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“5. 'That near this schoolhouse, in a conspicuous position, there be erected by the Chinese authorities a stone tablet, on which shall be engraved the edict of His Majesty the Emperor of China, issued on the 2d of November, 1905.

“6. That the said edict be also conspicuously posted in the city and district of Lienchou when the missionaries return there.

7. That in addition to the tablet described, a memorial tablet be erected also by the Chinese authorities to the memory of those missionaries who lost their lives in the massacre at Lienchou, and that such tablet shall bear an inscription stating that it is erected by the Chinese authorities.

“8. That this tablet be erected near the tree in front of the cave temple at the spot to which the missionaries were dragged from the cave and where they were tortured and killed before their bodies were thrown into the river.

“9. That the above-mentioned tablets be erected before the 10th of October next, and that, should they be destroyed or defaced in any way, the Chinese authorities will replace or repair them.”

The Chinese Government, in accordance with the arrangement just cited, has already punished sundry persons found guilty of participation in the said outrage, and engages to continue its efforts to apprehend and punish the remainder of the guilty parties.

Furthermore, on the 13th of July, 1906, the sum of 46,129.65 taels, stipulated above, was paid to the aforesaid Julius G. Lay, American consul-general at Canton, to be by him handed to the mission in compensation for the property destroyed.

That the Government of the United States of America and the Imperial Chinese Government reaffirm their agreement in the arrangement made by the American consul-general, Julius G. Lay, and the viceroy, Tsen Ch’un-hsüan, embodied in the nine points just quoted, and the Chinese Government hereby formally binds itself to carry out the unfulfilled engagements stipulated therein, and furthermore agreed that, in case any person or persons shall injure either of the tablets above mentioned, such person or persons shall be promptly arrested and severely punished, and the injured tablet shall be repaired or replaced by the Chinese authorities without delay.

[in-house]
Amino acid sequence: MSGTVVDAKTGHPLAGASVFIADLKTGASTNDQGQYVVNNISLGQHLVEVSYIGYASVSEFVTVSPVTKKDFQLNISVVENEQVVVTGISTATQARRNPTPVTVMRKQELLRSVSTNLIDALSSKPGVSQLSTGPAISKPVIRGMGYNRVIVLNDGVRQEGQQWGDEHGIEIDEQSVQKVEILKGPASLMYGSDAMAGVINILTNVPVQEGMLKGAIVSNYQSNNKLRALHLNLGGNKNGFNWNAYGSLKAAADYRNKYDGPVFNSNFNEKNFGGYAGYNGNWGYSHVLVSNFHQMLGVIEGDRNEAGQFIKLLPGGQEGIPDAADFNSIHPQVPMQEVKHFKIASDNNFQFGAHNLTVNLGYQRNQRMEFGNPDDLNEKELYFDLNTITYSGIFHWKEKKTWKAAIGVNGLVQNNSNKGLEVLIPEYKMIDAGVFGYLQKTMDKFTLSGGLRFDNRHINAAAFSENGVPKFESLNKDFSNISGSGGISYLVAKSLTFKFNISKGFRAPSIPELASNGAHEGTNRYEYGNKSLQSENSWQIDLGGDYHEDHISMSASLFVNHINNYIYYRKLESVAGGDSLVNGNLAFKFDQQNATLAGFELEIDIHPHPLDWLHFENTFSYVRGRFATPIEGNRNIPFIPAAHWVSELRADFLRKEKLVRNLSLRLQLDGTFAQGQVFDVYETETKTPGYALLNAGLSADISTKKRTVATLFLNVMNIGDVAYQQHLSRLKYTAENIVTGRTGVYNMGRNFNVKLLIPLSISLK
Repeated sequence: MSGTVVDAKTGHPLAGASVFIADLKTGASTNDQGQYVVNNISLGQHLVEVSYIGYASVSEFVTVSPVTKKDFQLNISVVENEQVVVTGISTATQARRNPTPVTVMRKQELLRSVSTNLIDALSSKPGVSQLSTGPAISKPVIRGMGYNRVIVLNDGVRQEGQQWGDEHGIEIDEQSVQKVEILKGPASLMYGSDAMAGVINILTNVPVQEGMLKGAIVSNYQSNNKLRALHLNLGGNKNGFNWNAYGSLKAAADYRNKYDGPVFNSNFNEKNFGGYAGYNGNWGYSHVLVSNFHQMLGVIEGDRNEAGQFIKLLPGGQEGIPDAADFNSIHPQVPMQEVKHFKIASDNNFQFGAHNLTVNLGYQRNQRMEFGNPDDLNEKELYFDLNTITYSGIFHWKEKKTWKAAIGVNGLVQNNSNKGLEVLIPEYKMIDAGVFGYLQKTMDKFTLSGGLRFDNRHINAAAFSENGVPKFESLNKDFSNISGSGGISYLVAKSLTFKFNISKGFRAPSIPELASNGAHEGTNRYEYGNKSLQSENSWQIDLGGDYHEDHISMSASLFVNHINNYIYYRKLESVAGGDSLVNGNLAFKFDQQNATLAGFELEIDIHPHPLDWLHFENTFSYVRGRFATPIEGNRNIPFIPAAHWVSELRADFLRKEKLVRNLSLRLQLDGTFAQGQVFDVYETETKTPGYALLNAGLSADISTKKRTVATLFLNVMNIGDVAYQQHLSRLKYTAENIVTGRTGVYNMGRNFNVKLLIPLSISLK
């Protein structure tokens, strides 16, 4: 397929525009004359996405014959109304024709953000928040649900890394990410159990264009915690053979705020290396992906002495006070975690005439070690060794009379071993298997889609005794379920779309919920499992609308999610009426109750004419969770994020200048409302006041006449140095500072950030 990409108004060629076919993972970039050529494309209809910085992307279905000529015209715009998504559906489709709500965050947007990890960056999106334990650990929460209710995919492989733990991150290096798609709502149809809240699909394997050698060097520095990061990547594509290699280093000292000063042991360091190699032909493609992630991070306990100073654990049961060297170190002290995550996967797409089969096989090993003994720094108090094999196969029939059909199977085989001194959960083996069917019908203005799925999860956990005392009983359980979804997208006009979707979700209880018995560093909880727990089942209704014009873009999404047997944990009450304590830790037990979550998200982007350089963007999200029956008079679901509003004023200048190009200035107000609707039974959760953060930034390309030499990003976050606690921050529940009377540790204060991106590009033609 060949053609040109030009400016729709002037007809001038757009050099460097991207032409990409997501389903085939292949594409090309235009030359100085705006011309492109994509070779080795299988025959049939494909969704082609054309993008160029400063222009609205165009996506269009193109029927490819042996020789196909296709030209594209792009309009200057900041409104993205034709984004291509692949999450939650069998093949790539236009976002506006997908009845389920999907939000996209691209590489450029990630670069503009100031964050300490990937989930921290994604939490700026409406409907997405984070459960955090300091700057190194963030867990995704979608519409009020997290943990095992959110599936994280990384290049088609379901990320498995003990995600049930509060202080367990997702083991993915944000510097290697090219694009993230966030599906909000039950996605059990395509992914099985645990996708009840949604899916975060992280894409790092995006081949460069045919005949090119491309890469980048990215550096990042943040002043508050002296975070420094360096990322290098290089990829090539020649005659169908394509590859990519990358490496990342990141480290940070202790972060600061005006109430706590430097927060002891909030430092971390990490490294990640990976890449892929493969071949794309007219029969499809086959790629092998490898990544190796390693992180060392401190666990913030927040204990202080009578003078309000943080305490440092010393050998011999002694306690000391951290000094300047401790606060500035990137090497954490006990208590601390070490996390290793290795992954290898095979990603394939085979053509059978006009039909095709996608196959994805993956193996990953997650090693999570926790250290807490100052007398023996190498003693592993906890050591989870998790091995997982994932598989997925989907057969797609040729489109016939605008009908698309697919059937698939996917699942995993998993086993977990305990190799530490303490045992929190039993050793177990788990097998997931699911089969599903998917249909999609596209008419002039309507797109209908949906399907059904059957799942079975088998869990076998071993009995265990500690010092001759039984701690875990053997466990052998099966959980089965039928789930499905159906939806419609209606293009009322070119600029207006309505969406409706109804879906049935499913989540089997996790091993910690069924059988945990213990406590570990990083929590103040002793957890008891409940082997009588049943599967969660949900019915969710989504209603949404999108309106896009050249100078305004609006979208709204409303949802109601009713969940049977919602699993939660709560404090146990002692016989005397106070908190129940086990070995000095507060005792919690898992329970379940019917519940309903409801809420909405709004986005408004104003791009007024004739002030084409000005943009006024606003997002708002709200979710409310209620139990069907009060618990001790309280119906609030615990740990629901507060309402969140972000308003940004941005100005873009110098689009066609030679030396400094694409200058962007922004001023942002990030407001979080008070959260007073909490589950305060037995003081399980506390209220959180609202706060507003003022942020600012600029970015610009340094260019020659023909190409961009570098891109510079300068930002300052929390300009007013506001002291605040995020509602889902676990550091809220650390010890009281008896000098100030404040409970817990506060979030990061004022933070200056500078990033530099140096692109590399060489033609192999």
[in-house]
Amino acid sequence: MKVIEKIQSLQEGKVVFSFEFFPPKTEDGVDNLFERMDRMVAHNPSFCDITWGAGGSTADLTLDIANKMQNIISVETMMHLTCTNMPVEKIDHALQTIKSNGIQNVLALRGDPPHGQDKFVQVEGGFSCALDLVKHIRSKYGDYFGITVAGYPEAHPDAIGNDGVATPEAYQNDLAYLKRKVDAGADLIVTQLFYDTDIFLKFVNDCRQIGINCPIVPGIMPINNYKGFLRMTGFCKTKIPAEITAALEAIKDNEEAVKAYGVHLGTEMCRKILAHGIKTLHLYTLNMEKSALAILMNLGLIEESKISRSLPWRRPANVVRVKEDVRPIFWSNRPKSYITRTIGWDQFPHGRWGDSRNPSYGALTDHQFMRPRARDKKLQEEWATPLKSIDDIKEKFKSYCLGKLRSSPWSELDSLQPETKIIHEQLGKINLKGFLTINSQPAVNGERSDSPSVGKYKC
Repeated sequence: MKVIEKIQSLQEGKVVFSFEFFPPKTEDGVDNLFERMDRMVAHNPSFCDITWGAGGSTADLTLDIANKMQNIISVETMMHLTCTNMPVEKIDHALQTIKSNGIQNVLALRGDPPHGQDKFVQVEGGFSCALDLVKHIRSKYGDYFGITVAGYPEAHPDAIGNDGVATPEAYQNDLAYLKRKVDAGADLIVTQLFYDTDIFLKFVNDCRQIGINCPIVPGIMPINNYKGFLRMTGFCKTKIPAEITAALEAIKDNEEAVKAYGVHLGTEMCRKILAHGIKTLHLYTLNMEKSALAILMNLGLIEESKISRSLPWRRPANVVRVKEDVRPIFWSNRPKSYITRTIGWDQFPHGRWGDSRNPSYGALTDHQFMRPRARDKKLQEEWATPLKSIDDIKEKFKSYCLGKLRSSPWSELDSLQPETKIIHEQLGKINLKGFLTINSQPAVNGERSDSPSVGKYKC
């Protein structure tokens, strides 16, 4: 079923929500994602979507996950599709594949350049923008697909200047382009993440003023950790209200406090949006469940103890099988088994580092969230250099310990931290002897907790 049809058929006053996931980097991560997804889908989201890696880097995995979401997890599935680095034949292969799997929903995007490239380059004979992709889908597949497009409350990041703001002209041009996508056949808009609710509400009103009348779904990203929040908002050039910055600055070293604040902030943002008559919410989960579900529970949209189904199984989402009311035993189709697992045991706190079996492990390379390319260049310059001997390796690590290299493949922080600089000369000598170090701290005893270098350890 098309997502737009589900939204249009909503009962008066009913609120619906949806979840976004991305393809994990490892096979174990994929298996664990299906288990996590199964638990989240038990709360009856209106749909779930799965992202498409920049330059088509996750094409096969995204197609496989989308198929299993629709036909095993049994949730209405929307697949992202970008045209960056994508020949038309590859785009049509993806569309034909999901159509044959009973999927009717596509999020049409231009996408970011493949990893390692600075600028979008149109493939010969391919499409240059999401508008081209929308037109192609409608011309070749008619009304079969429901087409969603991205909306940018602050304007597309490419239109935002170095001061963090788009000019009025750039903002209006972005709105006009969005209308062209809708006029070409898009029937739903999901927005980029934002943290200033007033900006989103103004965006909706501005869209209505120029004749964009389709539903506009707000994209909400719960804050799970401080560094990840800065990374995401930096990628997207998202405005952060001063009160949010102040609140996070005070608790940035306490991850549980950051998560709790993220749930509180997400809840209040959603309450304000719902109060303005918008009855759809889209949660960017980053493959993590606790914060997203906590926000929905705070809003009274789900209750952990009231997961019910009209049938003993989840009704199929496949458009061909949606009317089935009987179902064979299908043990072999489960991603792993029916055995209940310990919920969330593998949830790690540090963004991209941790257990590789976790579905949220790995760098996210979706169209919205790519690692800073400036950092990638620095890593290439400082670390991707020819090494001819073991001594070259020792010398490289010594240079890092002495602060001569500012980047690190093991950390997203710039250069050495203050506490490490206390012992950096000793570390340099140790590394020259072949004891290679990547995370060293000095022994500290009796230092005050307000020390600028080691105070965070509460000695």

It is also agreed by the Chinese Government that the terms of the settlement, set forth in this agreement, shall be published in a proclamation, the text of which shall be prepared by the Wai-wu Pu, and submitted to the American minister for his approval, and that the said proclamation shall be conspicuously posted throughout the city and district of Lienchou.

The Chinese Government hereby agrees, moreover, that in order to fully execute the commands of His Imperial Majesty the Emperor of China, as expressed in the edict of November 2, 1905, cited above, to wit, that an indemnity shall be paid for the lives of the murdered missionaries, it will upon the day of the signing of this agreement pay to Hon W. W. Rockhill, envoy extraordinary and minister plenipotentiary of the United States, the sum of K’u-p'ing taels 50,000, to be distributed among the families of the murdered missionaries.

And the Government of the United States, in consideration of the performance by the Chinese Government of the acts already recited and the engagements entered into by the said Chinese Government, as set forth herein, hereby agrees that the payment of the said K’u-p'ing taels 50,000 indemnity for the lives of the murdered missionaries shall, with the acts already performed by the Chinese Government in relation to this case and the entire fulfillment of the engagements herein made, constitute a final and complete settlement of this case.